We have in our life, multiple planning, no? Well, you ought to have it. In my lifetime, I’ve failed 4 of my biggest plan in my life. Luckily, I always have an exit strategy handy when all of those plans didn’t work out. For me, hatching a plan A, plan B, through plan Z will be never enough in our lifetime. Life will always change for the best or for the worse. To establish many plans for our life will be tiresome, not counting you have to keep in track and appropriately launch each and every plan for any given situation. For that reason, we only need to devise several solid plans that we can oversee with ease and then we devise an exit strategy.

The exit strategy in this context is not relevant to the mentioned business world application of the above, but rather, exit strategy in our life refers to hatching up another set of plan when the first set of plan didn’t work. For example, when you work on some company, you will have some plans devised to get promoted, yes? Of course… Then you planned to get the boss’s heart by buying him gifts, but he can’t be “bought”, so you buy his/her right hand man gifts to win favor so they will talk sweet things about you to the boss. That’s plan A and B right there. But what if your boss and his/her right hand person can’t be bought, and there’s a termination meeting, and… it’s so happen to be, your name is on that termination list? Well, this is the time when you got to have an exit strategy handy.

Exit strategy in this context means that you got to have another means of what to do after the inevitable happens. Exit strategy is not necessarily hard to hatch, because mostly it involves finding a new path your life and you creates the plans after you step into that path first. In the case of said example above, finding a new job or create your own business is the exit strategy. While it’s quite difficult setting up for a business, the subsequent plans can be made after the business has been established.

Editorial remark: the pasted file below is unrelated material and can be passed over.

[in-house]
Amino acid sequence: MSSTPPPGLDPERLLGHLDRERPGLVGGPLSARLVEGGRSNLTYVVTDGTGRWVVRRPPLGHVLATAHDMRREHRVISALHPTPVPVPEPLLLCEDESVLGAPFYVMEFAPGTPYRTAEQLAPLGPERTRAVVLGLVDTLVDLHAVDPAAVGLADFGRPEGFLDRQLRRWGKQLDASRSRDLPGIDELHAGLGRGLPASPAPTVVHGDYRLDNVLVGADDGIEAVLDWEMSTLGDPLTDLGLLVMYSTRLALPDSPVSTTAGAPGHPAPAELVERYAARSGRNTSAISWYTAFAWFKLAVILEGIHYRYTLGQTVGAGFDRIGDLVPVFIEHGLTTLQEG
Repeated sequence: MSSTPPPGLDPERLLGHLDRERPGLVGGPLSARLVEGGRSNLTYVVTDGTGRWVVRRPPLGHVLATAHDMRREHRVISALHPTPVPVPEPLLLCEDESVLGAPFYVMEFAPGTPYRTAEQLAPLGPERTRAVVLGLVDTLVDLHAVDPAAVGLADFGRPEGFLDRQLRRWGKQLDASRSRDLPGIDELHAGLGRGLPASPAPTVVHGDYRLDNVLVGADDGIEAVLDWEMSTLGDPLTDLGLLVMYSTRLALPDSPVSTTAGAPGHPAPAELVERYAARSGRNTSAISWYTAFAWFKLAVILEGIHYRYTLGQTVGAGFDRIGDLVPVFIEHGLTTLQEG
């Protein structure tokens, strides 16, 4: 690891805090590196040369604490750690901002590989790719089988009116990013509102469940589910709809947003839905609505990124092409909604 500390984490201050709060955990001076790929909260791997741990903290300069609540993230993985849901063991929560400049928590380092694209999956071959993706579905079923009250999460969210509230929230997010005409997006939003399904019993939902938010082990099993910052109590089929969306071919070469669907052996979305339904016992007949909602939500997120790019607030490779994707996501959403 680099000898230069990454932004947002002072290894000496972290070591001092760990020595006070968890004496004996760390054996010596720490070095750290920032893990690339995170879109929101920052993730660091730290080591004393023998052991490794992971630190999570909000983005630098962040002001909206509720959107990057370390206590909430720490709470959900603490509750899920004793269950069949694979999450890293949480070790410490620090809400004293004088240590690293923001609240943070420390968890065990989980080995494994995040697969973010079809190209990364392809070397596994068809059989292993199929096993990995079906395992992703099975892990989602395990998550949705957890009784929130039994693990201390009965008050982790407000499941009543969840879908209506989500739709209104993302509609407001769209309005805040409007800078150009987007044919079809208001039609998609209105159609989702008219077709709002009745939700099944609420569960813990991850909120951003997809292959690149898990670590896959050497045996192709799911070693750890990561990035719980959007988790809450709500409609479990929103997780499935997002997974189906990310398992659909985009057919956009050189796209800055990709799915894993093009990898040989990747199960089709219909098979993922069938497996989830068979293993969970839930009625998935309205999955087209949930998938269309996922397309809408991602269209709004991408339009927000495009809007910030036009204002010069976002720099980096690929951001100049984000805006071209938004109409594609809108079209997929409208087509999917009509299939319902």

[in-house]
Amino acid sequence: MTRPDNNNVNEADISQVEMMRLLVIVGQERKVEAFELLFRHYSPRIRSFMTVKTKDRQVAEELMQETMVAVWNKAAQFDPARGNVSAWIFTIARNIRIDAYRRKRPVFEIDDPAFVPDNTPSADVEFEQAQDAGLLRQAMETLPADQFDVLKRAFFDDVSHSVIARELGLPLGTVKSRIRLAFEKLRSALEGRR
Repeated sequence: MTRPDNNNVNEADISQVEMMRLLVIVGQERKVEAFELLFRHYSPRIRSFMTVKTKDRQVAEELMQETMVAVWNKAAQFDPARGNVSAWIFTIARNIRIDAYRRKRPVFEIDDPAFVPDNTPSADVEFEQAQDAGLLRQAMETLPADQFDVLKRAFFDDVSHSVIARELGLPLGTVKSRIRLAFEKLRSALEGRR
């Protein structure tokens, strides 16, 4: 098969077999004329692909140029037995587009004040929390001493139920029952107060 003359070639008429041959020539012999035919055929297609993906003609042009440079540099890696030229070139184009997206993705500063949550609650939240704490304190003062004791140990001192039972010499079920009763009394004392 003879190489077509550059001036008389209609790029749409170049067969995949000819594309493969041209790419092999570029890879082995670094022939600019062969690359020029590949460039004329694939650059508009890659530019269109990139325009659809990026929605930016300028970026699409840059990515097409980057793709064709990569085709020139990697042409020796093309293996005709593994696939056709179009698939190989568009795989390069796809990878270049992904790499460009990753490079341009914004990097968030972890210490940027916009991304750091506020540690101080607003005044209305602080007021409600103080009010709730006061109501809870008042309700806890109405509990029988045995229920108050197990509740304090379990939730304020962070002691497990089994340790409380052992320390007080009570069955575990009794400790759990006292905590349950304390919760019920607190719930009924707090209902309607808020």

Again, this is a personal view of exit strategy. However, having some sort of getting out plan from your existing condition warrants a careful thought of exit strategy.

The Witty Examples

I’ve written about how exit strategy should be considered at the beginning of the planning stage of a business, and now let’s take a look at some examples.

A practical advice from Businesslink stated some exit strategy outcomes from different perspective of businesses. The article also further strengthen Linda Pinson’s book that exit strategy determines the overall long term strategy of the business. Basically, if you plan your business right, at the end of it you have to sell it for profit, groom or pick a successor for it, or just abandon it. Exit strategy determines those three outcomes from the declining phase of a business or your life cycle.

My step mom owns a quite profitable small bakery shop. However, she doesn’t want to expand the business by opening up branches or even introduce new bread or cakes. Why is this so? Because her exit strategy is to sell the shop when she is no longer able to run it anymore. An excerpt from Entrepreneur.com probably describes what my step mom is doing with her bakery, “a money in the wallet is no longer a money in the business”. This is because my step mom is taking any profits from the bakery straight to her wallet, not intending to reinvest them back to the business. On Entrepreneur.com article, this company is called a lifestyle company, because well… Its sole existence is to support the lifestyle of the owner.

Another good example of exit strategy or the lack of said thing is in the place where I worked for. So I work in a… Well, that would be telling isn’t it? Anyway, I once worked for one of the largest publishing company in my country as a journalist/reporter/editor/talk show host/desktop artist/superman. My boss has just been recently promoted to vice general manager for the division, but one peculiar thing is that, even after his promotion, there are nobody who inherently succeeds him. He is now a vice general manager for the division but still, every managerial aspects must go through him first. Essentially, the higher ups failed to implement exit strategy/succession planning for my boss, because he now essentially works in two place at once although his focus is still being vice general manager of the division. Because of it, work condition is chaotic at best, red tapes are getting longer and work paces become awfully slow.

Now, succession planning is also an integral part of exit strategy, because if not, then what happens in my workplace will be common in any workplace. Succession planning as an exit strategy on my step mom’s bakery could work if she wanted the shop to go 2nd generation. However, as my step brother is enjoying his stock broker related high lifestyle, and my father needs more assurance of my capability, the bakery would most likely in 95% confidence interval be sold to somebody.

There you go, exit strategy and why we all got to have it.

Sources and recommended readings:

Anatomy of a Business Plan by Linda Pinson

Ivan Hoffman’s exit strategy

Business link practical advice for business

Entrepreneur.com: Exit strategies for your business